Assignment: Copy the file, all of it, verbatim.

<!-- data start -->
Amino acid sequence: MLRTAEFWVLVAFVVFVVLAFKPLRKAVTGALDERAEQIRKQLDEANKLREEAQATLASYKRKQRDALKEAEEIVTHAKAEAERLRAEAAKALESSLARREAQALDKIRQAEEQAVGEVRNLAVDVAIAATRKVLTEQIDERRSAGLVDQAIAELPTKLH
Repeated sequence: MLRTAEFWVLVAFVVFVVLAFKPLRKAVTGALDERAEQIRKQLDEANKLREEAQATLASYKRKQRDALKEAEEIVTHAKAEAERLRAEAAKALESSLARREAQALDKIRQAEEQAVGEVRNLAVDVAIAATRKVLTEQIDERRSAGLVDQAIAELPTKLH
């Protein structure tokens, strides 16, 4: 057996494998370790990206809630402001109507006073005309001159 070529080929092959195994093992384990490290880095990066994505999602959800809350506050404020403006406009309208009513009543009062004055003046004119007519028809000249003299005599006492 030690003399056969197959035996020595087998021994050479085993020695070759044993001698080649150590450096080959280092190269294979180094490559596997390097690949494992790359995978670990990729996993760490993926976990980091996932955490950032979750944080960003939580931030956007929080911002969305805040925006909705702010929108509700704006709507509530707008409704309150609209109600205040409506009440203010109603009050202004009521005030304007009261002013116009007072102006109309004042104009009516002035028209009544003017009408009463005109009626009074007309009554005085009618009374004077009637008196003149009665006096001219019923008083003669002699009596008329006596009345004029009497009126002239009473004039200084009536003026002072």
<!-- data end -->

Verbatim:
Amino acid sequence: MLRTAEFWVLVAFVVFVVLAFKPLRKAVTGALDERAEQIRKQLDEANKLREEAQATLASYKRKQRDALKEAEEIVTHAKAEAERLRAEAAKALESSLARREAQALDKIRQAEEQAVGEVRNLAVDVAIAATRKVLTEQIDERRSAGLVDQAIAELPTKLH
Repeated sequence: MLRTAEFWVLVAFVVFVVLAFKPLRKAVTGALDERAEQIRKQLDEANKLREEAQATLASYKRKQRDALKEAEEIVTHAKAEAERLRAEAAKALESSLARREAQALDKIRQAEEQAVGEVRNLAVDVAIAATRKVLTEQIDERRSAGLVDQAIAELPTKLH
């Protein structure tokens, strides 16, 4: 057996494998370790990206809630402001109507006073005309001159 070529080929092959195994093992384990490290880095990066994505999602959800809350506050404020403006406009309208009513009543009062004055003046004119007519028809000249003299005599006492 030690003399056969197959035996020595087998021994050479085993020695070759044993001698080649150590450096080959280092190269294979180094490559596997390097690949494992790359995978670990990729996993760490993926976990980091996932955490950032979750944080960003939580931030956007929080911002969305805040925006909705702010929108509700704006709507509530707008409704309150609209109600205040409506009440203010109603009050202004009521005030304007009261002013116009007072102006109309004042104009009516002035028209009544003017009408009463005109009626009074007309009554005085009618009374004077009637008196003149009665006096001219019923008083003669002699009596008329006596009345004029009497009126002239009473004039200084009536003026002072």